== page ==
Lassen Volcanic National Park

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I fled from the flames and entered the mouth of a volcano as I crossed into Lassen Volcano National Park.  The smoke of the blazing redwoods of northwestern California dispersed behind me as I made miles through the devastated scenery along Lassen Volcanic National Park Highway.  At the time, I had no idea that I was about to encounter an eruption of unexpected Happenings. The foreshadowed metaphor was not lost but for now it simply lay unrecognized as I meandered through boulder-strewn fields and intermittent barren patches of landscape that still bore the scars of a geologically recent eruption.

Lassen Peak is the largest plug dome volcano in the world and it has been rather active if we consider at least one eruption in the last one-hundred years.  Not to mention numerous major and minor eruptions occurring routinely for hundreds more beyond as the Gorda plate dives deeper beneath the North American Plate.  Then we must account for the actual geothermal activity evidenced in areas of the park such as Bumpass Hell.  Here, hot springs, fumaroles and mud pots act as the main-vein ventilation of Mount Tehama.  With four additional  shield volcanos within the park boundaries. The Lassen area possesses a treasure trove of geologic phenomenon and largely unpredictable potential.  All of which present a strong argument for a good insurer should your home be located nearby.

I rucked the seven round-trip miles to the Devils Kitchen and took in the Martian landscape that closely resembled Yellowstone National Park.  The ground was crunchy and bleached pale with tones of yellow from the sun and Sulfur.  Mud pots and mini geysers frothed and hissed as they spewed about acidic muck.  A stream crept through it all glistening as it trickled into small algae-filled lakes and pools of turquoise and green.  It was ominous and simultaneously, beautiful.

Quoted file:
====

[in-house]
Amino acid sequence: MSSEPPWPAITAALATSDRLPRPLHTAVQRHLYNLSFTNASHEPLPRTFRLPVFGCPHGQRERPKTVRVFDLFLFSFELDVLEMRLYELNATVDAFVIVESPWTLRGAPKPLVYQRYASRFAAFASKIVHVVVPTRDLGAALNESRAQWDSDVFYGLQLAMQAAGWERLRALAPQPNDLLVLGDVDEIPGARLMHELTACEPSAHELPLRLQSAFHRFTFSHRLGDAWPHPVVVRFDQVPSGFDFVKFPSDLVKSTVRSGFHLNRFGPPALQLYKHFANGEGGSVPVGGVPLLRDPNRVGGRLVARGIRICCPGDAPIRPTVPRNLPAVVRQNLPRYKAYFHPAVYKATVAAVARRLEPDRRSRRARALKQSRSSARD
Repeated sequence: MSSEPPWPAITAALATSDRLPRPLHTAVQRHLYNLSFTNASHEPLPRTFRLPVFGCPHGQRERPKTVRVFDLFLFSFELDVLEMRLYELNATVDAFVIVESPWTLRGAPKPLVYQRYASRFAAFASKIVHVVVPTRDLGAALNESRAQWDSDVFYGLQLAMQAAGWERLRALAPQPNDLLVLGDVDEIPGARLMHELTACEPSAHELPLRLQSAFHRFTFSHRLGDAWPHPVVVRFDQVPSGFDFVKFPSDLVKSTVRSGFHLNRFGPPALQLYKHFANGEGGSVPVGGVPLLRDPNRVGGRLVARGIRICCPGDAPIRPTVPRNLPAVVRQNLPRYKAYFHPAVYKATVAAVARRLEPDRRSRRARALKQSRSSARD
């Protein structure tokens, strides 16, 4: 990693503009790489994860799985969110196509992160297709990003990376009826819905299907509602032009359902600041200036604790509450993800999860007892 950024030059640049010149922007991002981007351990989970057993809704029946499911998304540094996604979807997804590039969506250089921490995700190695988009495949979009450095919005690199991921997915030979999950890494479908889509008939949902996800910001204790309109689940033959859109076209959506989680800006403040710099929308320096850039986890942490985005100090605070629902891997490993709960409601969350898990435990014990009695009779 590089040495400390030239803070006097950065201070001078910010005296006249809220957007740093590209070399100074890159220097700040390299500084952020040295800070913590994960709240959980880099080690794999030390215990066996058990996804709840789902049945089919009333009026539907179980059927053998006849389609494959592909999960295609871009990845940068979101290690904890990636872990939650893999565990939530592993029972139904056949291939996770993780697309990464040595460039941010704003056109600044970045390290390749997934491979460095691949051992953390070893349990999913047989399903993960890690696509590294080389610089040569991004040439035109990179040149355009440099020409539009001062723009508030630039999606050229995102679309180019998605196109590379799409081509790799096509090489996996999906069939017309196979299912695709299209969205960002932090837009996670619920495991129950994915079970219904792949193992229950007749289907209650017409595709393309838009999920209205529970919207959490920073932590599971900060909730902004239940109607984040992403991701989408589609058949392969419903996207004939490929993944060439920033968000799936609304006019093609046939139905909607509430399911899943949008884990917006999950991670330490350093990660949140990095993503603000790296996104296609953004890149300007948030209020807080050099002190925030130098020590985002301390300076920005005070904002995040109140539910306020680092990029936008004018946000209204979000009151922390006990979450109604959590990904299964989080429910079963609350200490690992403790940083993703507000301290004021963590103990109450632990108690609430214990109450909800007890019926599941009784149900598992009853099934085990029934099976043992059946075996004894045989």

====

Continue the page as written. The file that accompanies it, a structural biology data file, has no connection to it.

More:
Early the next morning, I set out on a scenic hike to King Creek Falls.  Around four miles in, just short of a thousand-foot descent, the trail offers up vistas of wild flower-filled meadows, waterfall overlooks and a steep creek-edge trail.  I took in the crisp morning air as I kept an ear out for black bear and cougar.  Running my hand along the ferns that draped into the trail, I was enveloped by that familiar feeling of discovering some place new.  I had an intense feeling of being alive. Of being part of the landscape. I settled onto a large boulder and the base of the falls. The scene was still and peaceful apart from the turbulence of the falling water which had its own lulling effect. I spent quite some time here, in the company of silence, feeling the surging wind plucking plumes of mist from plummeting droplets.

The following afternoon I drove out to Lake Helen and grabbed a few photographs.  The weather was overcast, and I was unable to get off a satisfactory shot of Lassen Peak.  I thought there would be another opportunity as I had several days left in the park before heading towards Yosemite.  I scrapped the day to explore a few shorter trails.  I would rather adventure in the woods over an unproductive footage-day by a roadside lake.  I was cramp deep into the hike when I crested a ridge and must have passed a random wave of signal as I heard the familiar chime of incoming text.  I stared at screen and upon attempting to respond, found no signal, warranting an impromptu trail run and ball hauling maneuver back into reasonable cell range.  The text was from Nashville and simply said “call…its urgent”.  It took two miles of panting like an exhausted dog to get off the trail and another twenty-minute drive to get to a reasonable signal.  A subsequent phone call and I was promptly on the road, rig and all, heading back to Nashville.

Ruck’in it home…


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